Istomin accomplished one last mission, previously scheduled, in the spring of 1965: five weeks in the Soviet Union and one week in Romania. It was quite a prestigious tour, including two concerts with the Leningrad Philharmonic, the best Soviet orchestra. The trip to his ancestral land proved to be a very special experience. He did everything to ensure he would not be considered as a Russian pianist. In Bulgaria, when his success was too obvious to be denied, the representatives explained that his name proved he was actually Russian! He refused to play any concertos by Tchaikovsky or Rachmaninoff, proposing only those by Beethoven and Brahms. In his recital programs, he chose works by his best-loved composers – Haydn, Beethoven, Schubert and Chopin – and added a Sonata by Igor Stravinsky, indeed a Russian composer, but one who had fled the Soviet regime. Stravinsky’s return three years earlier had been a tremendous success, which was highly embarrassing for the Soviet officials who had fiercely critized his music for so long.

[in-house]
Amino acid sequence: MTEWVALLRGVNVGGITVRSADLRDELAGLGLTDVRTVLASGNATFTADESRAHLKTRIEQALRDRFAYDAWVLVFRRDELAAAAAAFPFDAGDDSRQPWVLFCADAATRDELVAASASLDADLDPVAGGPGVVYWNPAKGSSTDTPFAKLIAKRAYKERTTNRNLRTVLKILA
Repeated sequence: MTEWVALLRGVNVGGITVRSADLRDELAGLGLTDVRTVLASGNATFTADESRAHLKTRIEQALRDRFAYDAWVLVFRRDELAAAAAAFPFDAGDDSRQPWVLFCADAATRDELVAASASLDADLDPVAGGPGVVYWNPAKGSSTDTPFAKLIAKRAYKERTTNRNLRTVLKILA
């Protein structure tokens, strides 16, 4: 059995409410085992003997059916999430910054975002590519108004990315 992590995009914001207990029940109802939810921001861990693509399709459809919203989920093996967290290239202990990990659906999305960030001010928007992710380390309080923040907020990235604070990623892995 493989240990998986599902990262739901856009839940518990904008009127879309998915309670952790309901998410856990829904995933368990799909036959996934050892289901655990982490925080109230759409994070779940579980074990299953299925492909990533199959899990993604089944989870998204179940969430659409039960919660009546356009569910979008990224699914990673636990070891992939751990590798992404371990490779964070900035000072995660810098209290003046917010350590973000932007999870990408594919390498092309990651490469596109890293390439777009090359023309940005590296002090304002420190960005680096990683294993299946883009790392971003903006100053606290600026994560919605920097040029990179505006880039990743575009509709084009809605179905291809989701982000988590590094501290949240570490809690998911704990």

Vietnam and the time of disillusion
Despite the reduction in his diplomatic activity, Istomin was not discouraged. He insisted on being given authorization to travel to Vietnam and perform there in 1966. The war had been escalating since the previous year and the number of American troops had increased from twenty thousand to two hundred thousand. At that moment, Istomin, like most of the American political community and the majority of the population, thought this war was justified and, in a sense, necessary. Following the domino theory, initiated by Truman, the communist drive on South Vietnam had to be halted to avoid the neighboring countries from falling one after the other into communism. Left unchecked, all Southeast Asia would soon be propelled to the communist side.
Barry Zorthian, US spokesman during Vietnam War